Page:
Business, Story of the Day, Technology|November 15, 2011 10:32 am

SA’s Walk to Online Freedom

Dangerously addictive...

20 Years of Internet Access

This past weekend South Africa celebrated an interesting anniversary. For many, the occasion went unnoticed, but for Safindit, the day had great relevance! As a business that eats, sleeps, breathes and lives the internet 24/7, we couldn’t help but want to honour those pioneering souls who brought us this vital technological tool just 20 short years ago.

We have to admit, we were a little surprised to hear that Grahamstown was the location of the very first ‘Ping’. That sleepy hollow of the Cape? That last bastion of arty-farty hippydom was the last place we expected to find IT gurus with the savvy to perform this kind of task! Still, creativity was needed and it came in the form of some industrious IT students stationed at Rhodes and another geek camped at his PC in Portland, Oregon – Randy Bush. Incidentally Bush was later awarded an honorary doctorate by the Eastern Cape University for his contribution.

Heavily reliant...

South Africa gets Connected!

It’s hard to believe that South Africa’s internet is only two decades old. Today we take for granted the availability of online information and the convenience of email as a daily working tool. Sure, we bemoan our country’s lack of high speed lines and free access, but we are connected! We shudder to think where we would be if the internet had never reached the darkest depths of Africa…

So it was on the 12 November 1991, with South Africa still in the depths of apartheid and worldwide scorn, that the first packets of data flowed over the internet to and from our shores.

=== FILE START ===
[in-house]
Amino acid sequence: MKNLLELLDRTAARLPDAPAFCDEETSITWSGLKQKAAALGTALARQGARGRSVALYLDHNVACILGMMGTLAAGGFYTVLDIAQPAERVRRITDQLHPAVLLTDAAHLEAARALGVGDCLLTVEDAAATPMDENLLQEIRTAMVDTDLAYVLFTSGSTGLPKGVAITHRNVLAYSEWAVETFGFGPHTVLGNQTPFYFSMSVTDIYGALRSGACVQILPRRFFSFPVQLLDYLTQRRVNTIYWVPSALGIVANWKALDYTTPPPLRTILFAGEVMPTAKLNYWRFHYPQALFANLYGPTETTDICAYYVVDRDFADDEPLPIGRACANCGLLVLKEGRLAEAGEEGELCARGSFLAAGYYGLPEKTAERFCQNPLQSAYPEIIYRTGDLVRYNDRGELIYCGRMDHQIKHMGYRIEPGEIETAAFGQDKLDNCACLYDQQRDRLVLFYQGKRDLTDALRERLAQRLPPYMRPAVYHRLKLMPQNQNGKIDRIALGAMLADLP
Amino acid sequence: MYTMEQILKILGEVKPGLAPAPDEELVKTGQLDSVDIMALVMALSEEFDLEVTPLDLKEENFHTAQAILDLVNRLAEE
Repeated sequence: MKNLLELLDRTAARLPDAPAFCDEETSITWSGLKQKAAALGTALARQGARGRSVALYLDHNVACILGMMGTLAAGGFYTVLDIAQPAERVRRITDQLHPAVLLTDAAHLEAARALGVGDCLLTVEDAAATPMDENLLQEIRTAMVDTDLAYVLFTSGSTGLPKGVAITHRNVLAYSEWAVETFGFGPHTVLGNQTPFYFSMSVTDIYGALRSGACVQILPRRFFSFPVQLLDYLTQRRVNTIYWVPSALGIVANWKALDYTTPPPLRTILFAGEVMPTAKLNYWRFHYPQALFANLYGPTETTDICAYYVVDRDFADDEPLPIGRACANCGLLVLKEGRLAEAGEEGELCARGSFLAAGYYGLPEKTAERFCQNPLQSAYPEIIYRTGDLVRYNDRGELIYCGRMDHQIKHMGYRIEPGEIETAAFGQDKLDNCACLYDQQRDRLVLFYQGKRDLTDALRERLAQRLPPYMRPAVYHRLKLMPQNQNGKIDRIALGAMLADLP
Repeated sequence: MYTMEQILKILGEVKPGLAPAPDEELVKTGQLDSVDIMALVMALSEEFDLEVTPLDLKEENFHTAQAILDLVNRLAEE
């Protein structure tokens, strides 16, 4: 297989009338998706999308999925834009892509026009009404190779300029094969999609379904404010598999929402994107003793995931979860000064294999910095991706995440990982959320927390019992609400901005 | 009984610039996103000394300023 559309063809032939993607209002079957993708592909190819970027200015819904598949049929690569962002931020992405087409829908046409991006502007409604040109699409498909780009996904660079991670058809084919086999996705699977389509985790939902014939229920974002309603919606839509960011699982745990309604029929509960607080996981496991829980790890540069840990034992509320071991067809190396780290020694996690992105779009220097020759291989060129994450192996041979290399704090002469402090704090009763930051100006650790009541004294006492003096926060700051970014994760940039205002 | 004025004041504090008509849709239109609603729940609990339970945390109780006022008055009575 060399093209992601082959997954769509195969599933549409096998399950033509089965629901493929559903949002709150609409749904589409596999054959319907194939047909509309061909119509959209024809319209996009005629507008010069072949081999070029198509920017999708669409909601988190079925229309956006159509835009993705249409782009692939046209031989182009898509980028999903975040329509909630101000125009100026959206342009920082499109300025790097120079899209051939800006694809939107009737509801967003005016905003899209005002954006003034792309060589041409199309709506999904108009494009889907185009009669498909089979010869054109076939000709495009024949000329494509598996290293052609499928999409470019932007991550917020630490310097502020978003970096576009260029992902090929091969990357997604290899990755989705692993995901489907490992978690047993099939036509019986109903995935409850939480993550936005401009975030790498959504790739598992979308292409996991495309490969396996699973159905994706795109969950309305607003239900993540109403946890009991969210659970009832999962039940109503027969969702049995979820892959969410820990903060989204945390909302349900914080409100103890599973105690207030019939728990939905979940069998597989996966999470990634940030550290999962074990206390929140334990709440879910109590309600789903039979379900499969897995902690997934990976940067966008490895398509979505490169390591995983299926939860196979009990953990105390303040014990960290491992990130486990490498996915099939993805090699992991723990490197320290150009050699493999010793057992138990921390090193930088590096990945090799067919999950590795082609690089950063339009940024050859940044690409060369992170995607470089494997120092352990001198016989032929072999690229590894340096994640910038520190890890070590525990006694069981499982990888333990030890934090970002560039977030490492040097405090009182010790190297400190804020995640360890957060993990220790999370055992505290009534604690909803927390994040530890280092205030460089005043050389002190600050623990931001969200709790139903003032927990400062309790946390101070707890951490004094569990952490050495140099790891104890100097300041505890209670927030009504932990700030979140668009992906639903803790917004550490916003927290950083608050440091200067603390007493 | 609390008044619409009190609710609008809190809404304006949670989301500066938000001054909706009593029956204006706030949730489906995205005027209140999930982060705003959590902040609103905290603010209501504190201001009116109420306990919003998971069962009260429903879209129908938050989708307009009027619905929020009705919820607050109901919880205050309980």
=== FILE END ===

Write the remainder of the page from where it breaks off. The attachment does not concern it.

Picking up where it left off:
Bush’s email was also received by Fred Goldstein, Chris Pinkham at the University of Cape Town (UCT) and Alan Barrett at the University of Natal. At the time, Barrett was exploring the possibilities networked computing offered for communication and sharing of data while Pinkham conducted similar research at UCT. Both men then discovered Mike Lawrie, who worked at Rhodes and who had managed to find a way to send email internationally. Pinkham was trying to see if he could connect Unix systems to the university network so that they could exchange email. Eventually he, Barrett and Paul Nash went on to start South Africa’s first commercial internet service provider, Internet Africa in 1993. Internet Africa went on to become UUnet South Africa, then Verizon Business and finally MTN Business.

Resistance is futile.

Lawrie’s involvement in that first ‘ping’ was pivotal. It took long hours of persuasion, international phonecalls and plenty of cable to bring it all together, not to mention their biggest challenge: trying to convince an international network to connect with a highly unpopular country. Eventually FidoNet was willing to give them a chance. The result is the earliest known IP connection between Sub-Saharan Africa and the rest of the world, heralding the dawn of online communication in South Africa.

So much has changed since then. So much development has occurred. The world has grown at such a rapid pace and there’s no telling where the internet super-highway will lead humanity. Already there are plenty who believe it will be our downfall, but it could just as easily be our lifeline.

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